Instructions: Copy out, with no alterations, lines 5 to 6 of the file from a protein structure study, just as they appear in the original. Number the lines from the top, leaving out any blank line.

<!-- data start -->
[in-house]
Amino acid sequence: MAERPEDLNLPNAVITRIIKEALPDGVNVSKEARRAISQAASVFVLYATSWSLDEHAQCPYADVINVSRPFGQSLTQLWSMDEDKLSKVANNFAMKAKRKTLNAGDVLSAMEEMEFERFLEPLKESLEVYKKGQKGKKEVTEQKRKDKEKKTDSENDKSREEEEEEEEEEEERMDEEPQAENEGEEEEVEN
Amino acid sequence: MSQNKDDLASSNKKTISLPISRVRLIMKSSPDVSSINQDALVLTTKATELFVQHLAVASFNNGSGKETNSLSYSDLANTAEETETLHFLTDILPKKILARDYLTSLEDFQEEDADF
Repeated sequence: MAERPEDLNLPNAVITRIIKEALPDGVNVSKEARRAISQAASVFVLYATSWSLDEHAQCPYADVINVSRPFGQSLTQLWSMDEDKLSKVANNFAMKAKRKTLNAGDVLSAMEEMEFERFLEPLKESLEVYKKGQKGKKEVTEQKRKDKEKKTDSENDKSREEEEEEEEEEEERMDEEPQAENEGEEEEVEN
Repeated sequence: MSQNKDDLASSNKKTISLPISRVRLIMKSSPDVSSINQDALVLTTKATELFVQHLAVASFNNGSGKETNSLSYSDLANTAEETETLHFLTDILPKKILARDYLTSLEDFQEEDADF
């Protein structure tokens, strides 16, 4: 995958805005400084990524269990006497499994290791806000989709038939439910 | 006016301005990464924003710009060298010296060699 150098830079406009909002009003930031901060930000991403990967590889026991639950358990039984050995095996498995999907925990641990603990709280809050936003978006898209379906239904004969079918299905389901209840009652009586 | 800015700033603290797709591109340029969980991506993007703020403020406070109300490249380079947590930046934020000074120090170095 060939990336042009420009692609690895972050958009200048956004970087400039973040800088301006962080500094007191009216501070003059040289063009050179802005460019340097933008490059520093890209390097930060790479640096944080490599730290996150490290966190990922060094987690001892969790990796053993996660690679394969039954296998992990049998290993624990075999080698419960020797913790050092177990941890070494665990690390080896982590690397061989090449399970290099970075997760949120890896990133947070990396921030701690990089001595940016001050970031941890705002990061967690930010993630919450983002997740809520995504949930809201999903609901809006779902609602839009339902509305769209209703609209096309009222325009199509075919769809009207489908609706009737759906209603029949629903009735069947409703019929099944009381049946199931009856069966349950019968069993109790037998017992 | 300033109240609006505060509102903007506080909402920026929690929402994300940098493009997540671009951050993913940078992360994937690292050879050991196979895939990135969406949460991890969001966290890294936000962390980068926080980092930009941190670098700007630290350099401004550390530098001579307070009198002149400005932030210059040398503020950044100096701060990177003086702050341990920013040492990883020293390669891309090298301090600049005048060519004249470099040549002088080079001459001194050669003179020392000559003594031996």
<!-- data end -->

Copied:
Repeated sequence: MSQNKDDLASSNKKTISLPISRVRLIMKSSPDVSSINQDALVLTTKATELFVQHLAVASFNNGSGKETNSLSYSDLANTAEETETLHFLTDILPKKILARDYLTSLEDFQEEDADF
């Protein structure tokens, strides 16, 4: 995958805005400084990524269990006497499994290791806000989709038939439910 | 006016301005990464924003710009060298010296060699 150098830079406009909002009003930031901060930000991403990967590889026991639950358990039984050995095996498995999907925990641990603990709280809050936003978006898209379906239904004969079918299905389901209840009652009586 | 800015700033603290797709591109340029969980991506993007703020403020406070109300490249380079947590930046934020000074120090170095 060939990336042009420009692609690895972050958009200048956004970087400039973040800088301006962080500094007191009216501070003059040289063009050179802005460019340097933008490059520093890209390097930060790479640096944080490599730290996150490290966190990922060094987690001892969790990796053993996660690679394969039954296998992990049998290993624990075999080698419960020797913790050092177990941890070494665990690390080896982590690397061989090449399970290099970075997760949120890896990133947070990396921030701690990089001595940016001050970031941890705002990061967690930010993630919450983002997740809520995504949930809201999903609901809006779902609602839009339902509305769209209703609209096309009222325009199509075919769809009207489908609706009737759906209603029949629903009735069947409703019929099944009381049946199931009856069966349950019968069993109790037998017992 | 300033109240609006505060509102903007506080909402920026929690929402994300940098493009997540671009951050993913940078992360994937690292050879050991196979895939990135969406949460991890969001966290890294936000962390980068926080980092930009941190670098700007630290350099401004550390530098001579307070009198002149400005932030210059040398503020950044100096701060990177003086702050341990920013040492990883020293390669891309090298301090600049005048060519004249470099040549002088080079001459001194050669003179020392000559003594031996």